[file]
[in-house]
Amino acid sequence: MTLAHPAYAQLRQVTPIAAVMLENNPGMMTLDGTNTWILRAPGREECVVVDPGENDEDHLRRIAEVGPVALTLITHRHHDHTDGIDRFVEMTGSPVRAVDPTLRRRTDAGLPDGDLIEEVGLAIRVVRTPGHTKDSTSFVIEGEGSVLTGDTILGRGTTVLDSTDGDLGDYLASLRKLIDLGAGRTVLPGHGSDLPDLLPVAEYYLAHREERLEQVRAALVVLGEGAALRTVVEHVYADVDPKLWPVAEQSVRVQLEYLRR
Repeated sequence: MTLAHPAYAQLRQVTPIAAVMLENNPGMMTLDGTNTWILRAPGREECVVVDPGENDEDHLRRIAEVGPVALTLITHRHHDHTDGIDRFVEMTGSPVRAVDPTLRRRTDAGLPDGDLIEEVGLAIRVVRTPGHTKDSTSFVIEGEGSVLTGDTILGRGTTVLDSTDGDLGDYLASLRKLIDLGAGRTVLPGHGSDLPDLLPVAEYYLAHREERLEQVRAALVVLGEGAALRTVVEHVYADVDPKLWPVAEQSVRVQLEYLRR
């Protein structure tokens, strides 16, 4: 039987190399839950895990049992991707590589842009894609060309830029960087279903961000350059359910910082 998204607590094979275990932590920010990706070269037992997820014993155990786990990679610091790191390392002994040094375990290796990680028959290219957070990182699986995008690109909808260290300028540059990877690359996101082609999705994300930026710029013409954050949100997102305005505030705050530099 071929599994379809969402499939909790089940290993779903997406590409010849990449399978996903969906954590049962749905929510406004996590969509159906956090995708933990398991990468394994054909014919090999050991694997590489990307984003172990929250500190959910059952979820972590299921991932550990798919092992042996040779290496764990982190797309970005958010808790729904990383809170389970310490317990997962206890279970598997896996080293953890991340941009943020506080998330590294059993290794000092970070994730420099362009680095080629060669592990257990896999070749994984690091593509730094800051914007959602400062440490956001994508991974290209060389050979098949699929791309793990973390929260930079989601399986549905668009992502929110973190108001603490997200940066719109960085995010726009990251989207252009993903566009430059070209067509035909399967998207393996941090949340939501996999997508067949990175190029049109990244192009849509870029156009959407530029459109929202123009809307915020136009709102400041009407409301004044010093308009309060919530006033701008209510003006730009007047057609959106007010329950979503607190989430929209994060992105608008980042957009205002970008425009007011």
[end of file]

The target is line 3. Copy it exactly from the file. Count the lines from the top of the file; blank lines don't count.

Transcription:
Repeated sequence: MTLAHPAYAQLRQVTPIAAVMLENNPGMMTLDGTNTWILRAPGREECVVVDPGENDEDHLRRIAEVGPVALTLITHRHHDHTDGIDRFVEMTGSPVRAVDPTLRRRTDAGLPDGDLIEEVGLAIRVVRTPGHTKDSTSFVIEGEGSVLTGDTILGRGTTVLDSTDGDLGDYLASLRKLIDLGAGRTVLPGHGSDLPDLLPVAEYYLAHREERLEQVRAALVVLGEGAALRTVVEHVYADVDPKLWPVAEQSVRVQLEYLRR